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Jacobin - November 4, 2021

At the end of the day, you can’t politically align with both sick people and pharmaceutical companies. There’s no squaring the contradictions of a health care system that puts insurance industry profits ahead of human needs, or an economy officially based on “equality of opportunity” that allows a tiny few to ascend to the status of neo-feudal barons while broad swathes of the working class are literally dying daily and defaulting on their bills. There are no “moderate” solutions to climate change. There’s no reasonable, pragmatic compromise to be had between protecting the basic rights of black Americans to vote and allowing the Republican Party to gerrymander the electoral map into one that creates a system of permanent minority rule. You cannot simultaneously seek a mandate for reform while also, as Biden did, promising that “nothing will fundamentally change.”

The punditry you get in the wake of many American elections is often so rote it can usually be anticipated in advance: If a centrist Democrat wins, the takeaway is that they did so by triangulating; if they lose, as Clinton-era hack Terry McAuliffe did in Virginia this week, the Left is invariably to blame. And so, right on cue, the standard chorus of pundits and operatives is already issuing the all too predictable argument that the Biden presidency has been pulled “too far to the left” and is being punished electorally as a result.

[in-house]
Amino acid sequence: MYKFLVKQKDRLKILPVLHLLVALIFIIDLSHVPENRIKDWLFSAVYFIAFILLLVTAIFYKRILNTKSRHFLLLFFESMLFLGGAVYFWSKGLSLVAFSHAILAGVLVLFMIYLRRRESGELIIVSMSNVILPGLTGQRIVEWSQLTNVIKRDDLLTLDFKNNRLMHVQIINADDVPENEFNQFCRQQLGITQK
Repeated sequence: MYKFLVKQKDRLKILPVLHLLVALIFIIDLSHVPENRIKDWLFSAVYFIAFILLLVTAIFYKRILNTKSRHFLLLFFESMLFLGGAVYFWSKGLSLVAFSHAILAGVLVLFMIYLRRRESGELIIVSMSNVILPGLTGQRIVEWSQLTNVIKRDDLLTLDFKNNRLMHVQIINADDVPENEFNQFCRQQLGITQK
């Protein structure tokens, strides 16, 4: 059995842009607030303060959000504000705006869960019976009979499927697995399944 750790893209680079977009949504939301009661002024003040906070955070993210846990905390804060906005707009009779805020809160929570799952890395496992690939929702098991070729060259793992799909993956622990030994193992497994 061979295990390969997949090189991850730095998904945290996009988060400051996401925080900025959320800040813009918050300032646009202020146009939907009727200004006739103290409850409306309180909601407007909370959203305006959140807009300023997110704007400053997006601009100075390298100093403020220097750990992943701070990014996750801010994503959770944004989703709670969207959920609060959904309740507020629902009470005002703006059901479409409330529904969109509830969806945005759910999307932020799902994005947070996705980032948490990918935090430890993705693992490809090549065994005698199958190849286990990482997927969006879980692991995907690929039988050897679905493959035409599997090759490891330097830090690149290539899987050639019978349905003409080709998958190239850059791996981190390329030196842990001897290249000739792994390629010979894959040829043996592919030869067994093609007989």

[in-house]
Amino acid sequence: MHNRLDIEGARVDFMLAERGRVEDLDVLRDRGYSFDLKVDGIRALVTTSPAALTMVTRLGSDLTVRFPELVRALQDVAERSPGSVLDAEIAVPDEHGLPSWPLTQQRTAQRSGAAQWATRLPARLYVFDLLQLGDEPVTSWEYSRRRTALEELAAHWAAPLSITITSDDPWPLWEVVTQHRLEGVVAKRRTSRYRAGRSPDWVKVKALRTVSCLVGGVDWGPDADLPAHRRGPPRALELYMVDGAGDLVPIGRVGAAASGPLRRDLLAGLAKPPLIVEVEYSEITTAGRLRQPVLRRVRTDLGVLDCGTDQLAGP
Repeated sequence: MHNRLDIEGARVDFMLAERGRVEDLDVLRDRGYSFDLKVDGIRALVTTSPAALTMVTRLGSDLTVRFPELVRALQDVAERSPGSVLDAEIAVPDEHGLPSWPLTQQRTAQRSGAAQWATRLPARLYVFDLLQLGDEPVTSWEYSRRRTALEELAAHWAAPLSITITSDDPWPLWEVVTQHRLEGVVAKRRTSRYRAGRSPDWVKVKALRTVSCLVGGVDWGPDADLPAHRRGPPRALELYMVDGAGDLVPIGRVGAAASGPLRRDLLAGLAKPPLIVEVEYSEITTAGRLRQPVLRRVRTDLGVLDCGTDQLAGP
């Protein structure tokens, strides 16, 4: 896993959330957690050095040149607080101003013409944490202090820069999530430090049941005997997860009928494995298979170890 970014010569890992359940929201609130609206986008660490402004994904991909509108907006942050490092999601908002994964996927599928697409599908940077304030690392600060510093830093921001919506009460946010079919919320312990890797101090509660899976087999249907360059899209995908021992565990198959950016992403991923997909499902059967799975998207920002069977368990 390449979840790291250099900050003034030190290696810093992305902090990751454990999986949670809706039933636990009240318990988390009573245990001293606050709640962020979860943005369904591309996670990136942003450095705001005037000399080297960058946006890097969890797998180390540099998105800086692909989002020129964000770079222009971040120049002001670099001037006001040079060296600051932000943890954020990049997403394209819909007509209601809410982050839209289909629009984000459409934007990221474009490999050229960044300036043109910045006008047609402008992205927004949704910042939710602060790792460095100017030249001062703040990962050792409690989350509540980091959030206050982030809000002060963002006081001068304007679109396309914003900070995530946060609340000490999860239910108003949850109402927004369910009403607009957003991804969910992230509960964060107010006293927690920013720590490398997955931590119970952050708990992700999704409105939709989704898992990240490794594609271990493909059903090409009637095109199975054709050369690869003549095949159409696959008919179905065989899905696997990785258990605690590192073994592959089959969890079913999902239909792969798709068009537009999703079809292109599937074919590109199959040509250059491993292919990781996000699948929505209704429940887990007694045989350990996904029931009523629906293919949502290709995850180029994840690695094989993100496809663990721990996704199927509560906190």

It’s an especially comical conclusion to draw as the Democratic Party continues to whittle down what was already a compromised legislative agenda at the behest of corporate interests — and, presumably, a prelude to a likely rightward pivot ahead of next year’s midterms almost certain to yield similar results.

Regardless of the outcome, of course, the usual suspects will double down on the same bogus ontology of politics they’ve embraced since 1992: that the only conceivable road to victory is one of triangulation and that the endless disciplining of liberal voters represents the only viable path to electoral success.

It’s a tiresome schtick which tends to be recited regardless of whether Democrats win or lose, and it’s also one whose few real moments of validation (namely 2006 and 2018) are altogether less validating when you put them in context. In truth, what’s repeatedly sold as a winning electoral formula is less a carefully considered strategy than it is an expression of ideological preference: in this case, a preference to shun both populist mass politics and the transformative policies that come with them. ...
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